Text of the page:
Haywood B. "Huddy" Hyman Jr. works with his sons, Thomas (center) and Haywood, at Hyman Bros. Automobiles used-car dealership on West Broad Street.
Credit: Credit: Eva Russo.
A decision in late September 2009 by General Motors to shut down the Saturn brand threw Haywood B. "Huddy" Hyman Jr.'s life into turmoil.
"We were pretty devastated," said Hyman, whose family has been selling cars in the Richmond area since the mid-1940s.
Hyman, who had made a name for himself as one of the premier Saturn dealers in the United States, had been among the first in the nation to sell Saturn in 1990 when GM launched the brand.
But GM's decision - and the recession - threw Hyman's auto business into chaos.
Hyman was forced to close three successful Saturn dealerships - two in the Richmond area and one in Newport News. That meant losing sales as well as a loss of lucrative parts and service business.
He pursued new car franchises to replace those dealerships, but nothing materialized in the Richmond area.
In the two years since Saturn shut down, Hyman has reinvented his business by refocusing his attention on what started it all for his family in 1946: selling used cars.
He has converted his two shuttered Saturn stores - on West Broad Street in Henrico County and Midlothian Turnpike in Chesterfield County - into used-car dealerships, operating them as Hyman Bros. Automobiles. He bought a Mazda franchise for the former Saturn store in Newport News.
"It feels like we've been working around the clock for the last three years," Hyman said while sitting in the sales office of the Henrico store. "But we feel like we're headed in the right direction."
He also brought his two sons - Haywood III and Thomas - into the business.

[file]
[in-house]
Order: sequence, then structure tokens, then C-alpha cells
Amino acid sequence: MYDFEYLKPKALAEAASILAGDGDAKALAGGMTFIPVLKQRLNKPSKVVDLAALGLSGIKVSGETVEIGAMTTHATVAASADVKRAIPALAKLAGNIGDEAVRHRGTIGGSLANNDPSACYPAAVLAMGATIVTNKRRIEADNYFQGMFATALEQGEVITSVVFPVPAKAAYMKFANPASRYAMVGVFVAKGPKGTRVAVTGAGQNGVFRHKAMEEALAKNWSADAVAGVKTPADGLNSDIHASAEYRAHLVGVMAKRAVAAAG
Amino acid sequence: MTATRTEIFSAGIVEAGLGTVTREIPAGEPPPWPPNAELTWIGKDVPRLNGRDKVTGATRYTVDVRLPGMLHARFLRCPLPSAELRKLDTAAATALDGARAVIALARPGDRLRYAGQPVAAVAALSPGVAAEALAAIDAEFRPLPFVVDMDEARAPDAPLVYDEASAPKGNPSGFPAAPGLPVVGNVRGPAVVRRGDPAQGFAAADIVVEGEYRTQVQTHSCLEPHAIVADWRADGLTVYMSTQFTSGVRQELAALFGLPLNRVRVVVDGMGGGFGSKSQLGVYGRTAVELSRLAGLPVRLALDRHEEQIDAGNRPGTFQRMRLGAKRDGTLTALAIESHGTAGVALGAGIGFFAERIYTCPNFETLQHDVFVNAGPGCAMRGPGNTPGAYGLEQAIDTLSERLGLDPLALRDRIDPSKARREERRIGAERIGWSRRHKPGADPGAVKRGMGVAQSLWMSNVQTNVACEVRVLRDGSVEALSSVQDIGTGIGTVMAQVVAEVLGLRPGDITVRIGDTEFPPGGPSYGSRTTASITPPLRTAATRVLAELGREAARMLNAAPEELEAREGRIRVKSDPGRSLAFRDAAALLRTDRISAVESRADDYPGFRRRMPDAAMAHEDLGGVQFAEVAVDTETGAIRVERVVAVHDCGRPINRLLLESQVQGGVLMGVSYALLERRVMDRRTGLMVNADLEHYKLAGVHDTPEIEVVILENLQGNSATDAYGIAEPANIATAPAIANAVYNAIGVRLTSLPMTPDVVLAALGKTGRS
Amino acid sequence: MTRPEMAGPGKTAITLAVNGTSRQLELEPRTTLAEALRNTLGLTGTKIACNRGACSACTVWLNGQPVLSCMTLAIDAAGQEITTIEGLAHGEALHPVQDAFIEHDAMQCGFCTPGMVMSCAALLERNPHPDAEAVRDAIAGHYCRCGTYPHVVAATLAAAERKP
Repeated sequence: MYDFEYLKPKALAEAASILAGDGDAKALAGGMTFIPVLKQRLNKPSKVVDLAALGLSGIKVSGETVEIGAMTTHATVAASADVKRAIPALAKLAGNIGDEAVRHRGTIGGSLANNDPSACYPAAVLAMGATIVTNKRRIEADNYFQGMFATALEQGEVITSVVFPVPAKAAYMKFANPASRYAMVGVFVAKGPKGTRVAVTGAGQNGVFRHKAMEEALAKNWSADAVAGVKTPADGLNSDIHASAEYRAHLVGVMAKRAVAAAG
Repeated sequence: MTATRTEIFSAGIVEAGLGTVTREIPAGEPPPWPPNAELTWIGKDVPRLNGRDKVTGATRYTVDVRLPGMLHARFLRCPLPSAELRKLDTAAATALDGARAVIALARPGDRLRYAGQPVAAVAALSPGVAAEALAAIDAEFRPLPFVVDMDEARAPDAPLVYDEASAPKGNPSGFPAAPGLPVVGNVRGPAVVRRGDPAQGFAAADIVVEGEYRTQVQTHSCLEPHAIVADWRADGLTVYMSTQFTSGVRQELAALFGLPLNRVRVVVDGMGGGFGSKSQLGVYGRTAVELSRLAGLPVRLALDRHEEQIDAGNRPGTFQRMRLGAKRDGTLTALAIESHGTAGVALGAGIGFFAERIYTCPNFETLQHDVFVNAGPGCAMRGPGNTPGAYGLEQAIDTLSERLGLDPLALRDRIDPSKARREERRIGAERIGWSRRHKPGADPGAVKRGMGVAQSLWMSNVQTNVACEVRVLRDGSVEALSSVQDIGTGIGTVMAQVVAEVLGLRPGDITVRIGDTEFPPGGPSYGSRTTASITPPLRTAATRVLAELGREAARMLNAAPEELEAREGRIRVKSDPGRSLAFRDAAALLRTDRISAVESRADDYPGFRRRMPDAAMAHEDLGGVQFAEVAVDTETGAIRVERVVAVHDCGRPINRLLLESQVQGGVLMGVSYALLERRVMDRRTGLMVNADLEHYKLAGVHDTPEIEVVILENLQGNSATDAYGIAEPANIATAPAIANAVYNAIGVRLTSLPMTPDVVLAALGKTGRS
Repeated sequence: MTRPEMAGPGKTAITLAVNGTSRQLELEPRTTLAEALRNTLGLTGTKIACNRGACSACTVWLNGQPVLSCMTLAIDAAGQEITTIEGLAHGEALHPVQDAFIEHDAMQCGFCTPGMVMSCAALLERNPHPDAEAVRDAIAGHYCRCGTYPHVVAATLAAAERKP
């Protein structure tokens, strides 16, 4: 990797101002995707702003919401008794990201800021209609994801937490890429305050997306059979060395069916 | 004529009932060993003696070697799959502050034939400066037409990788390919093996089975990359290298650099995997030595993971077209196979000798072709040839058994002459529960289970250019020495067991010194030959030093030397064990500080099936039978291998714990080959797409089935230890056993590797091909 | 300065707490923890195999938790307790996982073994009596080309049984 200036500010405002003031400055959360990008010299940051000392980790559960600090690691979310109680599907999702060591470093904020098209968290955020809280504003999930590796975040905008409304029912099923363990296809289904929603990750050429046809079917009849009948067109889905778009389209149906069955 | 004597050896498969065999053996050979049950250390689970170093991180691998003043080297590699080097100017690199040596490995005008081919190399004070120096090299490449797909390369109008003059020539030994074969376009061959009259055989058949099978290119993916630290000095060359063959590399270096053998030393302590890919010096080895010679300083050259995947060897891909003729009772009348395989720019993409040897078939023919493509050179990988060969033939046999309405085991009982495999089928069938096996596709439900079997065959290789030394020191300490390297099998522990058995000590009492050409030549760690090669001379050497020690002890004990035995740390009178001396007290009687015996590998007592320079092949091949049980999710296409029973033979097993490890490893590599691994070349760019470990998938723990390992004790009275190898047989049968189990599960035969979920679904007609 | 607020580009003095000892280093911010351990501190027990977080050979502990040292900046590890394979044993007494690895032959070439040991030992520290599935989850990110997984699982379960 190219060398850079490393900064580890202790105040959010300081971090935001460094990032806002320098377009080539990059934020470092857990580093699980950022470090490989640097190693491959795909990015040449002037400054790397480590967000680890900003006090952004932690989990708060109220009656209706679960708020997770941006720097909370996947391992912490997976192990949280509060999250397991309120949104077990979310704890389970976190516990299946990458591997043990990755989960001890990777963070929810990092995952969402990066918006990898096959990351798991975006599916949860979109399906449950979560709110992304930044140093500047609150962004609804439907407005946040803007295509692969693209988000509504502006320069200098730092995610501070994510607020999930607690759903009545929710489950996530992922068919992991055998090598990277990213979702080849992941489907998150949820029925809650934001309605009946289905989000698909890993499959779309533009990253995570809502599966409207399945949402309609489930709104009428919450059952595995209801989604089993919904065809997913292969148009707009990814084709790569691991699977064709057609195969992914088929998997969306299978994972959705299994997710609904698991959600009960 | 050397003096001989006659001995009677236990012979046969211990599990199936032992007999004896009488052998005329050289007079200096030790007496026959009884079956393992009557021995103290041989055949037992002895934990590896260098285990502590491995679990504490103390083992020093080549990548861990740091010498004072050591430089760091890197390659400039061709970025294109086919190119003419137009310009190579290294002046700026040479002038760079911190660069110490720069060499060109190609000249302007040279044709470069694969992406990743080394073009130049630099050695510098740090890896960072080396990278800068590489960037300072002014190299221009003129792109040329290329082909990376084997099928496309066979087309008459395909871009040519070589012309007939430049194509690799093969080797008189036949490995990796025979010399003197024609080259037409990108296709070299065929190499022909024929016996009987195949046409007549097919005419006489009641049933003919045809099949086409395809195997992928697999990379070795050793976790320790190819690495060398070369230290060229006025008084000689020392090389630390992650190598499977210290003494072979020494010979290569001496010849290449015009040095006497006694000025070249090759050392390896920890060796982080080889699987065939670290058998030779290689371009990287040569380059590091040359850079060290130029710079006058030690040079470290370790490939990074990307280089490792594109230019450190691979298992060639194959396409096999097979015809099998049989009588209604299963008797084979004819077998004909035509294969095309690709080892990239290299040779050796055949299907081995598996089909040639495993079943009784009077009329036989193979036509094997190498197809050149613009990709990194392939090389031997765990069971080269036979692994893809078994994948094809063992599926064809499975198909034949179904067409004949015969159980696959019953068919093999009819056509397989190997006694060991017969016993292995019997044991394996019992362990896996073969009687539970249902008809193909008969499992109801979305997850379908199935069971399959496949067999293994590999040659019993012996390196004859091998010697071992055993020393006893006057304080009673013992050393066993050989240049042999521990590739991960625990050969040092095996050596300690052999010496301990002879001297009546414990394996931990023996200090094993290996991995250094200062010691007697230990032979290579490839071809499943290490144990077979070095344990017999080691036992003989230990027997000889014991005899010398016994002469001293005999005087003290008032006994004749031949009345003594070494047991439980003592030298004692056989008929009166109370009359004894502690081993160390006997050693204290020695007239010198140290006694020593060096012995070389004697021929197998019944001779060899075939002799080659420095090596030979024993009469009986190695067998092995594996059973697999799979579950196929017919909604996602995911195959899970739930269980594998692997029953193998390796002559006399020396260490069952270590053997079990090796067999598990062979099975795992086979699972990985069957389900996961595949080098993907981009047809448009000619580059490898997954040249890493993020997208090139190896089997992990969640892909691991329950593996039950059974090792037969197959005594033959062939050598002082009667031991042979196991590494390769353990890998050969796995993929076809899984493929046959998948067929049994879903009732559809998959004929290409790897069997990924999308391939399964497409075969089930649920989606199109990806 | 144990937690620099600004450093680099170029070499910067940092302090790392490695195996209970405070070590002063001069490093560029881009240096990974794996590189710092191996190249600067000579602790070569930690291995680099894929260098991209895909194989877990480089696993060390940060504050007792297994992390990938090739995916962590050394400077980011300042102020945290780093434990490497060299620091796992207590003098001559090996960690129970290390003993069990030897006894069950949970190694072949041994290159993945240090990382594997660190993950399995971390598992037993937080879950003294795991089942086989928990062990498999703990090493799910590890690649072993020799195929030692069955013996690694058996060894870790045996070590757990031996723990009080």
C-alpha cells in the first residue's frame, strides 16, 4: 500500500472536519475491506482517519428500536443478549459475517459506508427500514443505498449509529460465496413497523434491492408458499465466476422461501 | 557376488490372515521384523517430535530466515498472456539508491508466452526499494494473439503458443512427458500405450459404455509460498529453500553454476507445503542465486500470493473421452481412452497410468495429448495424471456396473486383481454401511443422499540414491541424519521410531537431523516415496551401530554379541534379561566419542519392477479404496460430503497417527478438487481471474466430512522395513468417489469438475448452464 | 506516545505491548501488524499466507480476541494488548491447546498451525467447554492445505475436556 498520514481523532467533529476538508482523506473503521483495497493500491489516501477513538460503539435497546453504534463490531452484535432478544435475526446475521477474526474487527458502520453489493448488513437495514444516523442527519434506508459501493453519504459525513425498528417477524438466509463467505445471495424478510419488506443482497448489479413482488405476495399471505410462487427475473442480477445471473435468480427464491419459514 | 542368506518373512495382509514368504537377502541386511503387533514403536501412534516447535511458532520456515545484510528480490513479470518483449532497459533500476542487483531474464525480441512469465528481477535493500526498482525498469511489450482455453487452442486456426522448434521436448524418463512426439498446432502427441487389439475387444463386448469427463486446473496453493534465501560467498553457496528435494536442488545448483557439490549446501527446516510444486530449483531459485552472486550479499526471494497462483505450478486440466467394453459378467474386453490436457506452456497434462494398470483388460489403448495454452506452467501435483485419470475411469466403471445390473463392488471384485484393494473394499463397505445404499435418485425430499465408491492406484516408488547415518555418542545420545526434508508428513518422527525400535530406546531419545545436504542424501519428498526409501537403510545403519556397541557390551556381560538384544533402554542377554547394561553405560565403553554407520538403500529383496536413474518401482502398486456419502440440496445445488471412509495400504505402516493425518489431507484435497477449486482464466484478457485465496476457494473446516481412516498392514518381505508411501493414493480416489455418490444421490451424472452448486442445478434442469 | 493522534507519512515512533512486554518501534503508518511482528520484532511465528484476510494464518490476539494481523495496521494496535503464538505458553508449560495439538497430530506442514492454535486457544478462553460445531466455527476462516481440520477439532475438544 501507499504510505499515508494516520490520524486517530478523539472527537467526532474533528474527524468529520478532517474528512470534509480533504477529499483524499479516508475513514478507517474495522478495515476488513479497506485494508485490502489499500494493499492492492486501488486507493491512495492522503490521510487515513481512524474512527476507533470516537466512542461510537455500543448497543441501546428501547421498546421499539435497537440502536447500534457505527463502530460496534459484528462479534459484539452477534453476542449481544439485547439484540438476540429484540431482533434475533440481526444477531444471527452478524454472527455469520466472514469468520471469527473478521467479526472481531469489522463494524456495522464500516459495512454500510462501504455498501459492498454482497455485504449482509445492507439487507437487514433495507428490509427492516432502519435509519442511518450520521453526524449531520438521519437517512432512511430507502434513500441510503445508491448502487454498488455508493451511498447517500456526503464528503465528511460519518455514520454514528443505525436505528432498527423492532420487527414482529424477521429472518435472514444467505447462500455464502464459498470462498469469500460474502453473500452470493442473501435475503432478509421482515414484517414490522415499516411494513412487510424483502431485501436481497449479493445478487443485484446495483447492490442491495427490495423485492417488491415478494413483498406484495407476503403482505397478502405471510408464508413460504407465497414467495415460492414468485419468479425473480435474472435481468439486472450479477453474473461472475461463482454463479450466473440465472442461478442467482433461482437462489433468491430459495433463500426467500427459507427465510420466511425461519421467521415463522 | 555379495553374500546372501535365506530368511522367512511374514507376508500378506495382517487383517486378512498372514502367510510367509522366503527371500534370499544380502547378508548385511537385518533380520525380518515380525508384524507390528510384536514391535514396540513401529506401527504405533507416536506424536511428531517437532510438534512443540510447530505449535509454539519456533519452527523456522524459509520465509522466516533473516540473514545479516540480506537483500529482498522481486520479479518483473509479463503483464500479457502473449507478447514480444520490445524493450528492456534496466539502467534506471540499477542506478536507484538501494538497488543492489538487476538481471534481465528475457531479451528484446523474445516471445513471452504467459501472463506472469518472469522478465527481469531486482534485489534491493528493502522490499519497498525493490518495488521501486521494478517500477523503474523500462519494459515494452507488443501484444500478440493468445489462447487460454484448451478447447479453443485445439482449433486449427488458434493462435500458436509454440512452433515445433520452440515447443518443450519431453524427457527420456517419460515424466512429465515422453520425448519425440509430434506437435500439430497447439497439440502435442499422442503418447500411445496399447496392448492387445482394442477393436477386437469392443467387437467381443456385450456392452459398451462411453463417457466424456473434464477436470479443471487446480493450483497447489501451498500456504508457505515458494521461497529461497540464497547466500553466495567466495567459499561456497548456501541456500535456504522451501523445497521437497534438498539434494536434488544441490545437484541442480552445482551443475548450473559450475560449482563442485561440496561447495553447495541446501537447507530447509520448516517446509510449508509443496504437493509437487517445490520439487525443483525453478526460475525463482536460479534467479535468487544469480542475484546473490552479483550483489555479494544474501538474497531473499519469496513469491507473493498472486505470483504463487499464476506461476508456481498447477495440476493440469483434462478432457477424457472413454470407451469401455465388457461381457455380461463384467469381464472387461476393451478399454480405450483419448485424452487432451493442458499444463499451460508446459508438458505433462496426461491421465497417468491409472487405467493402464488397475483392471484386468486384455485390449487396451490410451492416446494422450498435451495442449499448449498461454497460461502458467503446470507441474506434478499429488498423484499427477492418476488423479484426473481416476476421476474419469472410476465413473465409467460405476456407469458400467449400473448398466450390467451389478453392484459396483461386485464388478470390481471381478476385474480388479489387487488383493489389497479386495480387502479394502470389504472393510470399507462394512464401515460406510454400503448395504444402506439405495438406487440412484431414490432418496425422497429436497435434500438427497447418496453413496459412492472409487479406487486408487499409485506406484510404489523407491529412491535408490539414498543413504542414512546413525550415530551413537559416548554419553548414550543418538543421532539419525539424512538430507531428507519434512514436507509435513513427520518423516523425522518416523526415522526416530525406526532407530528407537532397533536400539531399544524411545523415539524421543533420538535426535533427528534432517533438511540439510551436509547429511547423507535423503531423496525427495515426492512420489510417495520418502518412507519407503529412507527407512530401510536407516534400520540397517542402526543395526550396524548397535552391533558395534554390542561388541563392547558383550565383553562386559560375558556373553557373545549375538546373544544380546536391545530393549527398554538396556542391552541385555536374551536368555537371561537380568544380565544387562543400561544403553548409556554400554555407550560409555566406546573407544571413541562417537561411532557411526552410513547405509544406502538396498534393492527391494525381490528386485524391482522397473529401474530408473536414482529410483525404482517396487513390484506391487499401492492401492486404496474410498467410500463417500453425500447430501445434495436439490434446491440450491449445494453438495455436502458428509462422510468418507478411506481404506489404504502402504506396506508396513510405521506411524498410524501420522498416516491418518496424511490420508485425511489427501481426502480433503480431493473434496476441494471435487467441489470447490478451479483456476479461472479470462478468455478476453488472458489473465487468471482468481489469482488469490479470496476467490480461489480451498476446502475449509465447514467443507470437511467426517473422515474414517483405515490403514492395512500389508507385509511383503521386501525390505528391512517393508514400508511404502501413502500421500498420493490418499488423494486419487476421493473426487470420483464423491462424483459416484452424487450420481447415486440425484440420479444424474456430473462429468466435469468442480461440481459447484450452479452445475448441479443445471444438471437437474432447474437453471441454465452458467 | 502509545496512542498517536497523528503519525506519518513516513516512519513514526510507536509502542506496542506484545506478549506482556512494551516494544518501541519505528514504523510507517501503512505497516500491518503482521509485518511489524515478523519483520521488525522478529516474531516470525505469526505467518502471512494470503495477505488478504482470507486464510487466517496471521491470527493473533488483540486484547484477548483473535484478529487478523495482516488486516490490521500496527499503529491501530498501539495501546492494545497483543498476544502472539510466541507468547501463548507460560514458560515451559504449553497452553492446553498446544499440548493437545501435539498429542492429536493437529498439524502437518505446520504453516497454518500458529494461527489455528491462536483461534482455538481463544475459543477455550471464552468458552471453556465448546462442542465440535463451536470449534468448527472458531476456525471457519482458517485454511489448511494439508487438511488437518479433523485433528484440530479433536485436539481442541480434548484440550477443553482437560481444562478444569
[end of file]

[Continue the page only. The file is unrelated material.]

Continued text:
Hyman, 59, still owns a Land Rover franchise that he has operated on Midlothian Turnpike in Chesterfield for years. But the big push these days is his used-car operations.
"The name Hyman Brothers has always been known in Richmond for quality cars," Hyman said.
George Hoffer, an economics professor at the University of Richmond who specializes in the automobile industry and has followed the local auto business for decades, said he is not surprised by Hyman's turnaround.
Hyman is "aggressive in a good way and quick to adapt," Hoffer said.
Hyman's family began selling cars here in 1946.
After returning from World War II, Hyman's father and uncle, North Carolina natives Edward and Haywood Sr., took $5,000 they had saved and started buying and selling cars.
The first Hyman Bros. dealership was on Lombardy Street.
They eventually moved the business to West Broad Street and, in 1955, paid $55,000 for a Pontiac dealership on North Boulevard.
Edward died in 1994 and the elder Haywood died in March.
Hyman began buying and selling cars as a teenager and eventually got into the family business with his brother Clarke.
The two brothers bought their first car franchise in 1980 - a Buick store off West Broad Street in Henrico.
The property for that Buick store sits behind the current Hyman Bros. lot and now is used to check in and start the reconditioning of the vehicles bought for the used-car operations.
Over time, Hyman, who eventually bought out his younger brother, grew the business into a powerhouse.
At its peak, he operated Haywood-Clarke Buick Pontiac GMC, the original store, as well as the two Saturn dealerships here and three Saturn locations in Hampton Roads.
He also owned three Smart car dealerships in Paris. Hyman was the only American selling the Smart car, and he was one of Smart's largest dealers when the tiny car debuted in Europe in 1998.
Hyman sold Haywood-Clarke Buick Pontiac GMC in 1999 to the owners of Dominion Chevrolet. He sold two of the three Hampton Roads stores to another dealer in 2004.
A year after opening the Smart car dealerships, he sold them to the manufacturer because those stores were too time-consuming for him to operate from overseas.
Hyman, one of the first Saturn dealers in the U.S., was at one time a major advocate for the vehicle and its unique fixed-price sales model, Hoffer said.